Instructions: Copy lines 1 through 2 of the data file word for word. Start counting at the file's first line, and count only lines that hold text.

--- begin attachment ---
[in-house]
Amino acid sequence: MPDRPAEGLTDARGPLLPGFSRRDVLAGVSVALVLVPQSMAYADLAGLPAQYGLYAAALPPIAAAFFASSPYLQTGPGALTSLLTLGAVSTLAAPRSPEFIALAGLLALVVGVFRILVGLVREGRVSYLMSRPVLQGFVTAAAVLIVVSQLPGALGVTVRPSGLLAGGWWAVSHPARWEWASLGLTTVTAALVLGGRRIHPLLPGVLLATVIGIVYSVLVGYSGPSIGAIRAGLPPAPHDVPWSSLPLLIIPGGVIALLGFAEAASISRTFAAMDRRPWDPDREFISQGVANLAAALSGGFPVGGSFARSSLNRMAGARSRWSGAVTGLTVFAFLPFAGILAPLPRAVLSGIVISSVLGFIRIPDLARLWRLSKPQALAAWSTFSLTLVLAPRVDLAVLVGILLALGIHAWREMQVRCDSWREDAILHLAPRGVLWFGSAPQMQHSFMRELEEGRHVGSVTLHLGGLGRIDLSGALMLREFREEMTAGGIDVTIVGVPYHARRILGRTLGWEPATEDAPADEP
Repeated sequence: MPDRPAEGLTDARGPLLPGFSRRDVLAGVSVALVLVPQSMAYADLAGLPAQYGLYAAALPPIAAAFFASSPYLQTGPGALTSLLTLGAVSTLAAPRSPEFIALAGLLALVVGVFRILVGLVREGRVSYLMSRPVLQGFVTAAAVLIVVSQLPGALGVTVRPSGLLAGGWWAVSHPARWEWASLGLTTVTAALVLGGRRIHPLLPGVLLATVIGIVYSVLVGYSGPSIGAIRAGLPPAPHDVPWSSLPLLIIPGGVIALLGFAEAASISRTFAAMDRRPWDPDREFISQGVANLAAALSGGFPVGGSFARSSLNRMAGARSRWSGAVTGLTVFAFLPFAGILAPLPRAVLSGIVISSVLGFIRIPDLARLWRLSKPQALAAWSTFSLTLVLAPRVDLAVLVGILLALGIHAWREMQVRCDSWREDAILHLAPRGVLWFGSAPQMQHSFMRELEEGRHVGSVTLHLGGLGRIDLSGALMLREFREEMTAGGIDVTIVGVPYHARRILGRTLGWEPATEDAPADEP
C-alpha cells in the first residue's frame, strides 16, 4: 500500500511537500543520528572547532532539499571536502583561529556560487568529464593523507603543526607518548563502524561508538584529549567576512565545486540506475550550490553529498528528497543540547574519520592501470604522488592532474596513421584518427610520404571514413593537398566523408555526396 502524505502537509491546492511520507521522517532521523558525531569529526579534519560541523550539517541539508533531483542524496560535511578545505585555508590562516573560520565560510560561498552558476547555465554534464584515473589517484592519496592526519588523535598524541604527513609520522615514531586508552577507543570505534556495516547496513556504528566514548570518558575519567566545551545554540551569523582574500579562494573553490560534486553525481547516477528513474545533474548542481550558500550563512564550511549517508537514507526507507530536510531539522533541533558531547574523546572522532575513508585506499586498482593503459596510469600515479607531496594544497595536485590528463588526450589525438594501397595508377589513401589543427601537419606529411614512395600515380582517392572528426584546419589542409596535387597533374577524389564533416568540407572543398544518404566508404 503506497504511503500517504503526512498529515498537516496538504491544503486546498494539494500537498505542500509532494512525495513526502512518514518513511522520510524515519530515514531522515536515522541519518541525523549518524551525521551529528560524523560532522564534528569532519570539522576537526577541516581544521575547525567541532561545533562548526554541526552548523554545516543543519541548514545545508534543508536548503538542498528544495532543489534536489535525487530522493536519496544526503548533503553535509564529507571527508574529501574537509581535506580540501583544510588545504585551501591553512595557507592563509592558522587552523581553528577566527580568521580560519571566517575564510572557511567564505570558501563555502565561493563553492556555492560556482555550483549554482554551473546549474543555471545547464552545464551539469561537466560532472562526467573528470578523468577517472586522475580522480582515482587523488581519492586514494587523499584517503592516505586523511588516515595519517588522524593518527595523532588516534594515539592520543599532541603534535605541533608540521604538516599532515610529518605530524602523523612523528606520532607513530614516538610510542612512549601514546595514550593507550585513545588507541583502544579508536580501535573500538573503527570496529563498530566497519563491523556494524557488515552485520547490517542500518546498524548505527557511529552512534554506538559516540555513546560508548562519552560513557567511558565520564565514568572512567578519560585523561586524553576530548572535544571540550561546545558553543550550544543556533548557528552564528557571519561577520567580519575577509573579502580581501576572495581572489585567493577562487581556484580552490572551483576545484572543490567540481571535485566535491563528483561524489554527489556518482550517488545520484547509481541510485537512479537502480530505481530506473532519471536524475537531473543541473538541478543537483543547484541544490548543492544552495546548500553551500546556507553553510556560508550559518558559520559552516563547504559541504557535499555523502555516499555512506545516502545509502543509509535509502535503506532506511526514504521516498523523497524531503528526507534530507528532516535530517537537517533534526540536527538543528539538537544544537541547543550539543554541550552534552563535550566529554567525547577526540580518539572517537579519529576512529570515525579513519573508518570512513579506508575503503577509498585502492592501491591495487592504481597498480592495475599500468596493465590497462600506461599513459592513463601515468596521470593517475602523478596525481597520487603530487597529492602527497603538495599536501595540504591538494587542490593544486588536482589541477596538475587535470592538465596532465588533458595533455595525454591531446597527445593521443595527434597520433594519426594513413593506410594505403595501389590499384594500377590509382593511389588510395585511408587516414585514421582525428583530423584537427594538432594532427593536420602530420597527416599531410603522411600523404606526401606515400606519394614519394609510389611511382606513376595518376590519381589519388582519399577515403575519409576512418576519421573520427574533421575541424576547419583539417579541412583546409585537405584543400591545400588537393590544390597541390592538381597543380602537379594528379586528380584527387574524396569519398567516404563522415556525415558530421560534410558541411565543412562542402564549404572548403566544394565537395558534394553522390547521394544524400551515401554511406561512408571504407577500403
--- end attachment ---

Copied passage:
[in-house]
Amino acid sequence: MPDRPAEGLTDARGPLLPGFSRRDVLAGVSVALVLVPQSMAYADLAGLPAQYGLYAAALPPIAAAFFASSPYLQTGPGALTSLLTLGAVSTLAAPRSPEFIALAGLLALVVGVFRILVGLVREGRVSYLMSRPVLQGFVTAAAVLIVVSQLPGALGVTVRPSGLLAGGWWAVSHPARWEWASLGLTTVTAALVLGGRRIHPLLPGVLLATVIGIVYSVLVGYSGPSIGAIRAGLPPAPHDVPWSSLPLLIIPGGVIALLGFAEAASISRTFAAMDRRPWDPDREFISQGVANLAAALSGGFPVGGSFARSSLNRMAGARSRWSGAVTGLTVFAFLPFAGILAPLPRAVLSGIVISSVLGFIRIPDLARLWRLSKPQALAAWSTFSLTLVLAPRVDLAVLVGILLALGIHAWREMQVRCDSWREDAILHLAPRGVLWFGSAPQMQHSFMRELEEGRHVGSVTLHLGGLGRIDLSGALMLREFREEMTAGGIDVTIVGVPYHARRILGRTLGWEPATEDAPADEP